|BOYLE, NATALIE - Pennsylvania State University|
|SCALICI, M - Utah State University|
|Pitts Singer, Theresa|
Submitted to: PeerJ
Publication Type: Peer Reviewed Journal
Publication Acceptance Date: 9/28/2021
Publication Date: 11/2/2021
Citation: McCabe, L.M., Boyle, N.K., Scalici, M.B., Pitts Singer, T. 2021. Adult body size measurement redundancies in Osmia lignaria and Megachile rotundata (Hymenoptera: Megachilidae). PeerJ. 9. Article e12344. https://doi.org/10.7717/peerj.12344.
Interpretive Summary: Bee body size estimates are frequently used in ecological and agricultural studies to better understand aspects of behavior, reproduction, and survival. However, metrics that estimate size have included both body mass and unique body measurements, such as the width of the head and distance between the points of wing attachments. For some studies, it is important to know both body size and weight as separate measures, but the relationships and possible redundancies in these measurements have not been robustly examined. Here, we determined the relationships between commonly used metrics for two commercially managed solitary bees, the blue orchard bee and the alfalfa leafcutting bee. We obtained measurements from newly emerged adult bees and statistically modeled relationships. For leafcutting bees, and found that wing spacing increased in a linear fashion with head width, fresh weight, and dry weight, and that head width increased linearly with fresh and dry weight. Similar measurement relationships were found for blue orchard bees, except that wing spacing and head width each had exponential relationships with fresh weight. For both species, the strongest model patterns were found when both males and females were combined, rather than separated by sex. The results of this analysis can simplify evaluations of these two managed species’ responses to different artificial or environmental variables by knowing that only one metric is needed for reliably estimating size.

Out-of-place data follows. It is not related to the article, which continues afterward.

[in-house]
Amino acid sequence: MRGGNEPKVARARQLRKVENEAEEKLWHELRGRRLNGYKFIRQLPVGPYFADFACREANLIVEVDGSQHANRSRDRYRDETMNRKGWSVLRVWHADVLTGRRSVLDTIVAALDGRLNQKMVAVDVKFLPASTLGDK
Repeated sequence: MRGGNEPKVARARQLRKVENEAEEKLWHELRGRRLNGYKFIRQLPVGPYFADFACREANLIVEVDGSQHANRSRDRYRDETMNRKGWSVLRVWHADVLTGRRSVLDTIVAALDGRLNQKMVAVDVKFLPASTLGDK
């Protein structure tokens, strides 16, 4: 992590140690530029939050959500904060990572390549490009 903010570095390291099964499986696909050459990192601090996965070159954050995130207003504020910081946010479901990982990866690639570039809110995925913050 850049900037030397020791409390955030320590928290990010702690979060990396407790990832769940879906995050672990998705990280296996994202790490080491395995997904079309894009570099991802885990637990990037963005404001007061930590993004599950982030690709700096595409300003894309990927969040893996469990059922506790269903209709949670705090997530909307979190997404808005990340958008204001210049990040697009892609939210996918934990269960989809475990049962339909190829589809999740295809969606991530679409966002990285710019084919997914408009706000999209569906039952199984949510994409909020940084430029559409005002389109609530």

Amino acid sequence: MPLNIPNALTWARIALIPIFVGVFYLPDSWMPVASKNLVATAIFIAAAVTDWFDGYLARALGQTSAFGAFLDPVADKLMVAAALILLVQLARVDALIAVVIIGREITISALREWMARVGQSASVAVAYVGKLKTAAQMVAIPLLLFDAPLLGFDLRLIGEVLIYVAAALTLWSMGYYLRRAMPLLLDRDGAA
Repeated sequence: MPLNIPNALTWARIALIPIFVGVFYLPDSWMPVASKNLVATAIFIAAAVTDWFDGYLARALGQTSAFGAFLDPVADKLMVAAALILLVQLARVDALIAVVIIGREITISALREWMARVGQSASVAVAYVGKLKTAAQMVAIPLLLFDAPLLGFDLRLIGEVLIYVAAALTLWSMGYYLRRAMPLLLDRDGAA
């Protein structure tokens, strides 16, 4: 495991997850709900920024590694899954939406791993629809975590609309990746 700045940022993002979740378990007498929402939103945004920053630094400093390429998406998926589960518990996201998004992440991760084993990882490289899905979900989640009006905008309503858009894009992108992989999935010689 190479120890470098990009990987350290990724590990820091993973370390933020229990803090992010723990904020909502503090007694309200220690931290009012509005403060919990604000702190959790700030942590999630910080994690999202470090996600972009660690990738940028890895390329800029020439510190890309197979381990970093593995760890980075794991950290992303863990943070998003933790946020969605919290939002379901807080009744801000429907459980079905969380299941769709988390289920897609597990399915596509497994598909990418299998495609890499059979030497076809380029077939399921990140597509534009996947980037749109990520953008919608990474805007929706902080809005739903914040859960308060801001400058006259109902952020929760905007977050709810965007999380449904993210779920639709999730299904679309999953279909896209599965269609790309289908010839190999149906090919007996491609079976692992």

Technical Abstract: Metrics to estimate bee body size have included both mass and morphometrics, such as head capsule width (HCW) and intertegular distance (ITD). However, the relationships and possible redundancies of such measurements have not been widely examined. We determined relationships between commonly used metrics for managed solitary bees, Osmia lignaria and Megachile rotundata. We measured newly emerged adults and modelled relationships. We found: 1) a linear relationship between all metrics except the relationship between O. lignaria ITD and fresh weight and HCW and fresh weight, 2) an exponential relationship between ITD and HCW when correlated with fresh weight for O. lignaria, and 3) for both species, the strongest fits to models when males and females were pooled, rather than separated. Depending on the study question, knowing that only one metric may be needed for reliably estimating size can simplify evaluations of O. lignaria and M. rotundata responses to artificial or environmental variables.